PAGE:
Many CFOs are expecting higher profits over the next year. But they’re also worried about some potential risks on the horizon, and that’s affecting their hiring decisions.
Most CFOs plan on profits jumping up 10% during the next twelve months, a recent survey by Duke University and CFO Magazine found. They also expect capital spending to go up almost 5%.
You might think these numbers would indicate growth opportunities in terms of employment. But despite what seems to be a rosy financial outlook, CFOs are still nervous about hiring full-time, permanent workers, which could affect domestic employment growth.
The safety of hiring part-time
Fifty-nine percent of the CFOs surveyed revealed that they had increased the proportion of temporary or part-time employees in their workforce, the study found. The same CFOs also said they had begun looking at outside advisors or consultants as well.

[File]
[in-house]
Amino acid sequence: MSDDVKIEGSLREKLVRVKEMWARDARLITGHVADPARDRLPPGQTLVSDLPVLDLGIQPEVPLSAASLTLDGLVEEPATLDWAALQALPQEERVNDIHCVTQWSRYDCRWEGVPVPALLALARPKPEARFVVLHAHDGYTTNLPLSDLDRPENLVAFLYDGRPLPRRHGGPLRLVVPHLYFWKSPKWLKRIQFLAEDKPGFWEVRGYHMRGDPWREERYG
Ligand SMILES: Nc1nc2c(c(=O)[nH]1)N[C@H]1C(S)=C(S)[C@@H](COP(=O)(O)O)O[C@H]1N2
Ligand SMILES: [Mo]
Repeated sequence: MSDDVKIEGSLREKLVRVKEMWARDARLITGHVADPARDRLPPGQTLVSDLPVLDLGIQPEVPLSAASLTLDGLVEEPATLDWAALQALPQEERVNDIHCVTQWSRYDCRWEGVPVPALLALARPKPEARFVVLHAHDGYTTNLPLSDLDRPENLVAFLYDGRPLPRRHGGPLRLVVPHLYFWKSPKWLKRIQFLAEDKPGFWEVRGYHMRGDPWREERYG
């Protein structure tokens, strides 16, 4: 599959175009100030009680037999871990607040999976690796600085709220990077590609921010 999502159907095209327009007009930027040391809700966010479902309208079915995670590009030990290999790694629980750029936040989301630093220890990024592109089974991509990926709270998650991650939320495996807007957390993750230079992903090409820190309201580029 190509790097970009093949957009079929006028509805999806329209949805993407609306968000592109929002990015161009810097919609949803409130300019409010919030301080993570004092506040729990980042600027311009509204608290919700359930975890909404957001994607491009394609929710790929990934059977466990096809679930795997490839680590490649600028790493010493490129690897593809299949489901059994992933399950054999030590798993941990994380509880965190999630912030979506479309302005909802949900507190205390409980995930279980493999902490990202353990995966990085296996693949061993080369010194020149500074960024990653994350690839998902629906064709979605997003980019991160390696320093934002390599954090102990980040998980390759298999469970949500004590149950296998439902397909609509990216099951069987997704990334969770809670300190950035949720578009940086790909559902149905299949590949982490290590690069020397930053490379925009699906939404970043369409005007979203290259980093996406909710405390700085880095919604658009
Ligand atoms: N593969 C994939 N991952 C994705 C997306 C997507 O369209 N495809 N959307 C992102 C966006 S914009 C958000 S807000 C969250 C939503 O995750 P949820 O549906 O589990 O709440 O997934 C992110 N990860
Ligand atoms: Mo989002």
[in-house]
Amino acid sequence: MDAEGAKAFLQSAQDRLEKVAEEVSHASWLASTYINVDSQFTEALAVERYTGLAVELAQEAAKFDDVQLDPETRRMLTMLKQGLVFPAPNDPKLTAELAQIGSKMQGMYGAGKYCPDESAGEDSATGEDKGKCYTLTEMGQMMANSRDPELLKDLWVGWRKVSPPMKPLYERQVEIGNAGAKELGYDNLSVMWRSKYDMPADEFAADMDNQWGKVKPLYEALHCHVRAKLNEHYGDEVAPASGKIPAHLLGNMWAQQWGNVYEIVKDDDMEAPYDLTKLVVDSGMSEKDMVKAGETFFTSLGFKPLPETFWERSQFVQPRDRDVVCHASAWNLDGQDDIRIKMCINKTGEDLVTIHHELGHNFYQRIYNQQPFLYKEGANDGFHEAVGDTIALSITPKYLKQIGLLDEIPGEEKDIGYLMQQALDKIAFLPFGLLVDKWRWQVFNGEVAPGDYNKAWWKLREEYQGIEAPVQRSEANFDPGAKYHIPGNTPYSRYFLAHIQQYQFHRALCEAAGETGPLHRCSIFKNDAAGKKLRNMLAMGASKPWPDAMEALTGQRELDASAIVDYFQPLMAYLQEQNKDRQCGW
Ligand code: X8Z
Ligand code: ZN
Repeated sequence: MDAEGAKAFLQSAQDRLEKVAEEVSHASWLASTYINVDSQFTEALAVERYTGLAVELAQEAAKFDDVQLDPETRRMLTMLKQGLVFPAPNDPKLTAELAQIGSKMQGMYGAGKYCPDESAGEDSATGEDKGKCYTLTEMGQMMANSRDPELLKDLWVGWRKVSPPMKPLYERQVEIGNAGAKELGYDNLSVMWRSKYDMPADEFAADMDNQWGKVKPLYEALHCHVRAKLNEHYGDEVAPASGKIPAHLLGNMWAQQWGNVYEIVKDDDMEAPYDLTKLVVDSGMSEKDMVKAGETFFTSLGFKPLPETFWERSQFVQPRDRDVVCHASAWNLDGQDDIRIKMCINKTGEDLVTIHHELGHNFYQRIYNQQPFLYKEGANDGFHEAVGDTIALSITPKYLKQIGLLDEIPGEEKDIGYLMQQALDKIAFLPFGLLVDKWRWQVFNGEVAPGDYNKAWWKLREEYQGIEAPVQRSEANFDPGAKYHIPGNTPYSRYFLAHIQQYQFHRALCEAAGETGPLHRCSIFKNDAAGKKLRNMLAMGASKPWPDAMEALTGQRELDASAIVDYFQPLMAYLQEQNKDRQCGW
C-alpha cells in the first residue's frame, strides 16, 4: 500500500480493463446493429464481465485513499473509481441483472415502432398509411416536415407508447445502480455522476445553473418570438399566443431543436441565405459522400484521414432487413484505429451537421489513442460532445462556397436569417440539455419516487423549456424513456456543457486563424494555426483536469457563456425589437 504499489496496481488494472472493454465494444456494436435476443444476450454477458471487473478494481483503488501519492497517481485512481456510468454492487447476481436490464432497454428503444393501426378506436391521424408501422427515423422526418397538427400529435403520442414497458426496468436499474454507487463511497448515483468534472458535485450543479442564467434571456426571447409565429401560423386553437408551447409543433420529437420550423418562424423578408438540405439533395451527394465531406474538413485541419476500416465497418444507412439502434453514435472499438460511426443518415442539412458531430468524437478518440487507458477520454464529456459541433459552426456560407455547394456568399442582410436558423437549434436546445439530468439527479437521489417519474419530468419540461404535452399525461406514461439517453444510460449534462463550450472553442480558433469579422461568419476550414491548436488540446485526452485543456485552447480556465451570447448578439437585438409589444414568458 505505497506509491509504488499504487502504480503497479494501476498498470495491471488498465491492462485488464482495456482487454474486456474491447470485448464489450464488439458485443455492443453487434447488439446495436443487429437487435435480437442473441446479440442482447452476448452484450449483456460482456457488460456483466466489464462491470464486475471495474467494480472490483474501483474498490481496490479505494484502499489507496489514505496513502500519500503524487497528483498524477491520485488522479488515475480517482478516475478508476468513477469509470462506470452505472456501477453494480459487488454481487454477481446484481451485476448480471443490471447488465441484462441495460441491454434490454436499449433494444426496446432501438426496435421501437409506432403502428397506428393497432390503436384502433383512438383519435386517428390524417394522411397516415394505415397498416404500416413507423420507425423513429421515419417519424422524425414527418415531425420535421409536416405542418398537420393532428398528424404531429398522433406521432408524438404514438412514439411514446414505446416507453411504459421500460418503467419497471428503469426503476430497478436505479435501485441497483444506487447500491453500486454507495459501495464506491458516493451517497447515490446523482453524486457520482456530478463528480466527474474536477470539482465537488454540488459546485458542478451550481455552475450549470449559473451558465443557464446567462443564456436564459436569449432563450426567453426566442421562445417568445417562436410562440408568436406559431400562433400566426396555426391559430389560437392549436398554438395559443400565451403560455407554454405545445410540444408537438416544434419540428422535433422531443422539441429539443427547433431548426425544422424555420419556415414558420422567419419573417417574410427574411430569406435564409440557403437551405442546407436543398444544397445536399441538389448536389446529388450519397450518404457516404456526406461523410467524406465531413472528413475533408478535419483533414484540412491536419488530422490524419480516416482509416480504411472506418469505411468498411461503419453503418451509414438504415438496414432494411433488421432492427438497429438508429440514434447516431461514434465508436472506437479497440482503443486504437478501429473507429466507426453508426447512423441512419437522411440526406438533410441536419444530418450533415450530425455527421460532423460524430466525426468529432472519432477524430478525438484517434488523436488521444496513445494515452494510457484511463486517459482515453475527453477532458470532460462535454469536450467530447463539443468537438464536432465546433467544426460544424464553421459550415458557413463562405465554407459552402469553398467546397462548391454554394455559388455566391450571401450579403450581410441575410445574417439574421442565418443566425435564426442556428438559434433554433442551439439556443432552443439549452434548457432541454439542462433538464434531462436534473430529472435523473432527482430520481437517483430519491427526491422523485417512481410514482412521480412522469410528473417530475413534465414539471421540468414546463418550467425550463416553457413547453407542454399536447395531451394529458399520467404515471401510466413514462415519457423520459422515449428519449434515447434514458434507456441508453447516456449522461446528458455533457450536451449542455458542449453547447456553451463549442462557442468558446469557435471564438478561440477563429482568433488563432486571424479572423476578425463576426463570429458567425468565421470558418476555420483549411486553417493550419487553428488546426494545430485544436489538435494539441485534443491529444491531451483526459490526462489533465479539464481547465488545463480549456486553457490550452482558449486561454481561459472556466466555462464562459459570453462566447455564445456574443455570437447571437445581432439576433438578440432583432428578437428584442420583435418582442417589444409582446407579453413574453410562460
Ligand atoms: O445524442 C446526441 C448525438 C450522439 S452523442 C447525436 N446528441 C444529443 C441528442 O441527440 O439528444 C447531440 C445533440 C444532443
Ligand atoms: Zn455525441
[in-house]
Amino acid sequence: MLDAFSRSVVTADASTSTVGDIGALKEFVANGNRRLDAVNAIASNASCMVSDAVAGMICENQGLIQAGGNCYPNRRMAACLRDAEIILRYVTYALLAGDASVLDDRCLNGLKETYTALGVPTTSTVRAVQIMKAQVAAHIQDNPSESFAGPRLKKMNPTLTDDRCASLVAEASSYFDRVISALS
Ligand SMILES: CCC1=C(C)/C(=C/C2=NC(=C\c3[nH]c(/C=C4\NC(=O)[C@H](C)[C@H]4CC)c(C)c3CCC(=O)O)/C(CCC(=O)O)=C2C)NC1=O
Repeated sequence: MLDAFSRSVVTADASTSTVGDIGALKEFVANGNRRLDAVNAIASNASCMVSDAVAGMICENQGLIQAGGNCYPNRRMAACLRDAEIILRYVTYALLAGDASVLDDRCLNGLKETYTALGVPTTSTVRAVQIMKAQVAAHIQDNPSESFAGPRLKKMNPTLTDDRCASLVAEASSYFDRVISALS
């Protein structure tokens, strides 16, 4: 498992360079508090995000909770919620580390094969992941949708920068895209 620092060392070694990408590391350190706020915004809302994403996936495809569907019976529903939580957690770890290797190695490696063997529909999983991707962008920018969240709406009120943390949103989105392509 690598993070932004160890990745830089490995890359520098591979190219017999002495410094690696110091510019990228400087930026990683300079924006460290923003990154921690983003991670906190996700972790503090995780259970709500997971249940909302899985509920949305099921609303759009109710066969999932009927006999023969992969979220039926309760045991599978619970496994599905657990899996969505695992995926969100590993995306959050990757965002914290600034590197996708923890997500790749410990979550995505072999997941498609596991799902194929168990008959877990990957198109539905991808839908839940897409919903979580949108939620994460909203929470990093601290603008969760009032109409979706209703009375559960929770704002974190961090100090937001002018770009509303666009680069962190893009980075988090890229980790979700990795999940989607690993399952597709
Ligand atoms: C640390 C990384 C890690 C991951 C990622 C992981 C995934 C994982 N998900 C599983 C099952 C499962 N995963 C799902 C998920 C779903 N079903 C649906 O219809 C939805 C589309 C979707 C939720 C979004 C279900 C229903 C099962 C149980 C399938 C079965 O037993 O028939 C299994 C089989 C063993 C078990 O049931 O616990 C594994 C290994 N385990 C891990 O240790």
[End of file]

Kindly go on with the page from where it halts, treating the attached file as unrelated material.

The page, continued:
The study found CFOs had two big reasons for focusing on part-time workers: Health reform and the economy.
As companies begin to implement the Affordable Care Act (ACA), a lot of executives are looking to cut costs to make up for growing healthcare expenses. One option: hiring part-time or temporary employees. In fact, 38% of the CFOs said the ACA was the leading reason for their shift in hiring.
The other reason: CFOs are still feeling nervous about the economy. Forty-four percent of the CFOs blamed “extreme economic uncertainty” for why they didn’t feel comfortable hiring more full-time workers.
Saving money overseas
The comparative economic safety of part-time and temporary workers isn’t the only thing stalling potential employment growth.
Many companies have given in to the allure of cheaper labor available overseas. One in four of the CFOs surveyed said their companies had hired full-time workers in other countries. And those numbers are expected to grow.
The survey also found that full-time domestic employment was expected grow by 2% over the next year. If that’s true, it would mean the national unemployment rate could drop below 7%.